An incredible new opera festival is coming to Essex
- Credit: Layer Marney Tower
Musician and conductor Orlando Jopling is making opera more accessible at the inaugural Essex Opera Festival - by Julie Lucas
Sussex has Glyndebourne, Bucks has Garsington and Surrey has Grange Park. Now Essex has its own opera festival too.
‘Opera has all the ingredients for a wonderful night out,’ explains an enthusiastic Orlando Jopling, founder of Wild Arts, the brains behind the inaugural Essex Summer Opera Festival. Orlando is passionate about introducing opera to all. A multi-talented musician, he grew up in Fingringhoe near Colchester and went on to play the cello professionally before moving into conducting with credits including the Royal Opera House. ‘To me, opera is the best of theatre; you get the drama and the fun, and also beautiful melodies and great music.’
The three-day festival will be held at Layer Marney Tower, the 500-year-old Tudor palace near Colchester. Orlando describes the setting as ‘absolutely magical’. ‘I do think this is going to appeal to a really wide audience because of the amazing venue. It’s such an enjoyable thing to do, have a picnic and then listen to opera.’
The opera in question is Mozart’s Così fan tutte, a comedy of young lovers tying themselves in romantic knots. Farcical yet profound, the story explores the desires, flaws and temptations that make us human. ‘It’s a story about love, fidelity and testing relationships,’ says Orlando. Wild Arts have transported the original tale from 18th century Naples to 1970s Cambridge, where a group of buttoned-up students get a tutorial in fidelity.
‘If people think of opera as singing loud and a little bit overwhelming, this isn’t that,' Orlando says. ‘The story trips along and there are some really funny moments as well some beautiful slow moments; I think Mozart has everything.’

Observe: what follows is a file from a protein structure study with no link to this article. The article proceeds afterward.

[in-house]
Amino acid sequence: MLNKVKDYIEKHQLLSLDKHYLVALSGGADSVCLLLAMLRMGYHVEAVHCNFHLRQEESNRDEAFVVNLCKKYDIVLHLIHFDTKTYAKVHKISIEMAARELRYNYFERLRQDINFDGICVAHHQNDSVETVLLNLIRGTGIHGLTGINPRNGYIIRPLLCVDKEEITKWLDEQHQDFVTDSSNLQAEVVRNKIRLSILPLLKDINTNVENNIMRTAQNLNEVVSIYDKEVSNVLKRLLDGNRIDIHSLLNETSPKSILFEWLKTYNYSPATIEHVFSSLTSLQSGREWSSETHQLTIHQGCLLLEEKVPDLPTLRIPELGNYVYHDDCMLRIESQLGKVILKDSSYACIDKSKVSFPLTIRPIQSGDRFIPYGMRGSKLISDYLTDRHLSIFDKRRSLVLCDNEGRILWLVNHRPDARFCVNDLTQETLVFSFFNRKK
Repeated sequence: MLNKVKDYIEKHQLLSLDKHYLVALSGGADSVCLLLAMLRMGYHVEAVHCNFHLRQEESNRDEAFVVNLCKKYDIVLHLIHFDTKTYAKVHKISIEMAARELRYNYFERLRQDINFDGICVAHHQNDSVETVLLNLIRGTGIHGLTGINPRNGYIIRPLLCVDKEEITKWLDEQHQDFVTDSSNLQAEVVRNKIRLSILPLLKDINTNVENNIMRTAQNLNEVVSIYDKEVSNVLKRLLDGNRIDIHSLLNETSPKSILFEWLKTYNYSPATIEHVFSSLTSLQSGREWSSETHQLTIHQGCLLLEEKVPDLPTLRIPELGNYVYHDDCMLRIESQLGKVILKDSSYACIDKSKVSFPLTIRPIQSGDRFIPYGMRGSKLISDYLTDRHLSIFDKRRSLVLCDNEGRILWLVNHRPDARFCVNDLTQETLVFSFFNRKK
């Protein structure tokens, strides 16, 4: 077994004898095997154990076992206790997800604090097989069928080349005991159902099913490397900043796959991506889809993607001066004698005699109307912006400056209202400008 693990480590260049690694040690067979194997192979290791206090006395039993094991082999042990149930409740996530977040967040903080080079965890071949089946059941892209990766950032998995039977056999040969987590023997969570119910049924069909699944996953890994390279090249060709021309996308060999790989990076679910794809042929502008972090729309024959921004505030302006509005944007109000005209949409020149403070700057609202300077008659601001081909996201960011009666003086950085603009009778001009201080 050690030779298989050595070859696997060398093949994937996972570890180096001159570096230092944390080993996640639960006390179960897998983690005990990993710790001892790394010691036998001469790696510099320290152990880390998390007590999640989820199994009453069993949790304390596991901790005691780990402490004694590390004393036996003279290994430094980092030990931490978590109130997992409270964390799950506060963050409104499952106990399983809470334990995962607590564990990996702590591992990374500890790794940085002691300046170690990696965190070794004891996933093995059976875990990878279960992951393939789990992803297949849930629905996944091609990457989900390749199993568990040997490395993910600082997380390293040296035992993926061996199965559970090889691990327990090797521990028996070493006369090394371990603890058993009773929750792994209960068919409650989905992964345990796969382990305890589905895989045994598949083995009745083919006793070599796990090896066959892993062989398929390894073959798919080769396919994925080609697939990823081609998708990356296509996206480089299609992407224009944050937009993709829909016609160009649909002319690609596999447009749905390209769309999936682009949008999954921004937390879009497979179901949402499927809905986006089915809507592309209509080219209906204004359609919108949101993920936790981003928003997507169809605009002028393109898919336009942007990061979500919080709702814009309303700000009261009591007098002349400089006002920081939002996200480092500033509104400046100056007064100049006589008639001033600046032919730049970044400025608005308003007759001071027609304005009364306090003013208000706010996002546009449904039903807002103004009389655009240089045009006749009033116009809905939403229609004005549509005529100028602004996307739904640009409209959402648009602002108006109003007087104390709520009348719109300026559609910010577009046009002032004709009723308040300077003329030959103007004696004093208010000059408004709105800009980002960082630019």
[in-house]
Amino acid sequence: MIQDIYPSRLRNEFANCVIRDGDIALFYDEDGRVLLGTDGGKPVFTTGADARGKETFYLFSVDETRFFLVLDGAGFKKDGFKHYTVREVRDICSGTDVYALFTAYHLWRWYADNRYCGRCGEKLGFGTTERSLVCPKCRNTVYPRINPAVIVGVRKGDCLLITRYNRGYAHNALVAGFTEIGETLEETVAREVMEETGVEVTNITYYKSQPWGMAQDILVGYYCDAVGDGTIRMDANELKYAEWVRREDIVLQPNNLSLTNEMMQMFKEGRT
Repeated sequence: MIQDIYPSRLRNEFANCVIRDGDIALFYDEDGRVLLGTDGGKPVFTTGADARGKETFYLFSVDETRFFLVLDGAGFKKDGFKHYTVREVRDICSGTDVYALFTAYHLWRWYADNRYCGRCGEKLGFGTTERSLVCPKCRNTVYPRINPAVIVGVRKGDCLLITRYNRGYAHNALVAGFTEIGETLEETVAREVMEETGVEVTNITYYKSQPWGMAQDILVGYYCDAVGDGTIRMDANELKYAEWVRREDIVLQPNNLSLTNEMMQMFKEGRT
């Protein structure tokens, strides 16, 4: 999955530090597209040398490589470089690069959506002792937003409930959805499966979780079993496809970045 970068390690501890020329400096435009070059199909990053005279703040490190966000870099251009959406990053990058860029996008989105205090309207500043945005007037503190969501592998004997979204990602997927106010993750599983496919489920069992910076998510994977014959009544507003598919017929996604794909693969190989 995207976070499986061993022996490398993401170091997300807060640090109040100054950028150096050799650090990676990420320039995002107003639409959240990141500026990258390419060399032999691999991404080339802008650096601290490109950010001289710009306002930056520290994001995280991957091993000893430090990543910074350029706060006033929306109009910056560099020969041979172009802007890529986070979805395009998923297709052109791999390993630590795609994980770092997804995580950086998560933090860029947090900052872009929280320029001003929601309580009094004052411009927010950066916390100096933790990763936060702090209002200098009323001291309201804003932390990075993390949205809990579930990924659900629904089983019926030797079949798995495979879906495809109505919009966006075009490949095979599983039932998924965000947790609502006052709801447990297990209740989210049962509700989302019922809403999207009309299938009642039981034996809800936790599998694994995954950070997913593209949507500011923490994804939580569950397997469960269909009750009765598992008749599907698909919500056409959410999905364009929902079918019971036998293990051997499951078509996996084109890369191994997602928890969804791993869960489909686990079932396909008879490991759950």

Sung in English, performances will take place in Layer Marney’s newly refurbished Quintin’s Barn, which boasts first-class acoustics. ‘It was Nick and Sheila’s (Layer Marney's owners) lockdown project,’ Orlando explains. ‘My lockdown project was building a garden shed, theirs was completely rebuilding this enormous barn!’
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Audiences are welcome to picnic and enjoy Layer Marney’s beautiful gardens as part of the festival experience, and the iconic tower will also be open for those who wish to climb to the top for glorious views of the River Blackwater and the Essex landscape. Hopefully the weather will be kind, I say. ‘We are very stoical,’ Orlando replies of the British attitude to weather. But there will be somewhere under cover where people can eat.
There are three performances: the opening night will include a VIP reception for donors, while on Saturday night the audience is encouraged to don posh frocks and evening wear. The Sunday matinee will be a more relaxed affair, suitable for families with discounted tickets available for under-25s.
‘Saturday evening you can come early, set yourself up and have a glass of bubbly and canapés, see act one then come back into the garden and have your main picnic for an hour and half and then go back in for act two. If you don’t want to dress up, come on the Sunday, have a picnic lunch, then it’s a three o'clock show with a half an hour interval. Bring the family - it’s really good fun, it’s ridiculous slapstick comedy. Prices start at £35, which is really quite reasonable.’
‘It is for everyone,’ he says. ‘It’s not going to be elitist and you won't think "I don’t know when to clap." There are no rules.’
The festival is the culmination of a 35-date UK tour entitled ‘Opera Evenings’ – other local venues include Abbey Hall, Suffolk. Orlando hopes that it will become an annual event. ‘There’s no summer opera festival in the whole of East Anglia. We have plans for the next five years. I’m so excited by it.’
‘There is no concert hall dedicated to music in the whole of north Essex, and my long-term dream is to build one and make it environmentally sustainable. The wood of the barn is perfect for acoustics; it just makes it sound beautiful.’
Plans for 2023 and beyond include a young talent programme, including backstage and performance apprenticeships, and a scheme for primary schools.
‘As much as I love music for its own sake, I’m also passionate about making a positive social impact,’ says Orlando. ‘During the pandemic, it became abundantly clear to me what matters most in life: community and our planet. Opera can sometimes appear to operate in its own world, but it doesn’t have to be like that.’
‘If you have been fascinated about what opera is, this is the place to come along and give it a go.’
Performances of Così fan tutte are on 7, 9 and 10 July – for more information and to buy tickets online, visit wildarts.org.uk